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Restaurant patrols start in Kobe as '4th wave' of coronavirus infections hits west Japan

Members of a patrol group check a restaurant's measures to prevent coronavirus infections in Kobe, Hyogo Prefecture, on April 7, 2021. (Mainichi/Motohiro Inoue)

KOBE -- After the number of new coronavirus infections in the west Japan prefecture of Hyogo hit a record high of 328 on April 7, the prefectural government confirmed that a "fourth wave" of infections has hit the area and that it started restaurant patrols in the prefectural capital of Kobe on the same day.

    People from a range of ages are apparently infected in the prefecture, and among them are many instances within families. The prefectural government warned that the rise in infections "could place limitations on general medical services," and is calling for people to take thorough countermeasures such as wearing masks and avoiding the "three Cs" of confined spaces, crowded places and close contact.

    Following the start of quasi-emergency measures against the coronavirus on April 5 in four cities in Hyogo -- Kobe, Amagasaki, Nishinomiya and Ashiya -- the prefectural government launched a restaurant patrol group in Kobe on April 7 to check if eateries are complying with the government's request to shorten business hours and if they are taking thorough measures to curb infections. Seventy people on average per day will check a total of 16,000 businesses by April 25.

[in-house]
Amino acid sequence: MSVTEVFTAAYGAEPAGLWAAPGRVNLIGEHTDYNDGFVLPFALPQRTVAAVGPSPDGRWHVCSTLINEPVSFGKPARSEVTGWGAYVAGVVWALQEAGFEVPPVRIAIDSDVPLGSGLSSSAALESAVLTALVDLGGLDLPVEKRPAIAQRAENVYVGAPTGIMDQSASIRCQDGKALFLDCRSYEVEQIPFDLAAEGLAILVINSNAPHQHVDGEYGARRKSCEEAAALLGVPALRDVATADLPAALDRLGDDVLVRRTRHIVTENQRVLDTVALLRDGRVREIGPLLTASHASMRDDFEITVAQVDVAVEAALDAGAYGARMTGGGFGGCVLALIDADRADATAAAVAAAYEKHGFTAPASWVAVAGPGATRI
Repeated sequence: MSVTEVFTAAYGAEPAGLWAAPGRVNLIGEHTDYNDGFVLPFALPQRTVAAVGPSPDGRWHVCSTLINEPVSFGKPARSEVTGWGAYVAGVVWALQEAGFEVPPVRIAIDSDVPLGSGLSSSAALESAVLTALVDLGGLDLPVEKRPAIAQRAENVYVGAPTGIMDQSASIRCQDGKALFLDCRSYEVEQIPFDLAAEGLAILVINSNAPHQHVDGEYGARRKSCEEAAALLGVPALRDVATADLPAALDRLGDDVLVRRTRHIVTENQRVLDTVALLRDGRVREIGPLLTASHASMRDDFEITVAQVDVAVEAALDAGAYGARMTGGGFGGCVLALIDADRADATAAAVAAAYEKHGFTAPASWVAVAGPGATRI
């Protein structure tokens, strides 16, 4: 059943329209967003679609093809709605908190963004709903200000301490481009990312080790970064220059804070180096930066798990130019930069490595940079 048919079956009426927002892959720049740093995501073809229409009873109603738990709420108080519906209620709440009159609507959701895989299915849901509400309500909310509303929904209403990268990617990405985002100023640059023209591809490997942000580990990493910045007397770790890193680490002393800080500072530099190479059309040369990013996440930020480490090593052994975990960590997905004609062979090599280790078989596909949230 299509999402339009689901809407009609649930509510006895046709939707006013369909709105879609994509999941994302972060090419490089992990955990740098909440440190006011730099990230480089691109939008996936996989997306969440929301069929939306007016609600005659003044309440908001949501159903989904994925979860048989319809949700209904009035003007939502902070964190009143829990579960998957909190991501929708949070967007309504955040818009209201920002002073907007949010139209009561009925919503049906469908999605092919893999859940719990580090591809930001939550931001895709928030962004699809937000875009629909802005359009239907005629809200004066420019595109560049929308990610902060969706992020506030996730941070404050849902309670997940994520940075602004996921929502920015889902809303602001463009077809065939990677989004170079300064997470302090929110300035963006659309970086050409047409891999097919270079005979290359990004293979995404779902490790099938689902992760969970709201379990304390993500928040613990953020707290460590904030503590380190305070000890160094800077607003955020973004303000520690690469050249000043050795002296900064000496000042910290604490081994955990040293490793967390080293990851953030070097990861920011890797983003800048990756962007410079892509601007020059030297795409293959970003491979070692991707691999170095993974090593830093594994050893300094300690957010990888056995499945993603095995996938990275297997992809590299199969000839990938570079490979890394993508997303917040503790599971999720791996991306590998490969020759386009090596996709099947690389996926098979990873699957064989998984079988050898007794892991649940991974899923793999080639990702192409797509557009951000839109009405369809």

During the patrols, employees at a commissioned company will check if restaurants are complying with eight items including measures to block airborne droplets, such as installing plastic partitions and urging customers to wear masks. After 8 p.m., they will also check if businesses are following the request to shorten their hours. A team comprising employees at the prefectural and municipal governments will ask for cooperation from those that are not properly carrying out infection prevention measures or shortening their business hours. If they are found still not cooperating during the second round of patrols starting April 26, officials will make another request and issue an order. If businesses do not follow the order, they will be fined up to 200,000 yen (about $1,800).

    Restaurants complying with the measures will later receive a certificate. The prefectural government has begun accepting applications from small- and medium-sized restaurants and accommodation facilities and those managed by individuals for cooperation money of 50,000 yen (about $460) to 100,000 yen (about $910) in subsidies per establishment for taking measures to prevent infections such as installing plastic boards.

    (Japanese original by Motohiro Inoue and Shinya Yamamoto, Kobe Bureau)

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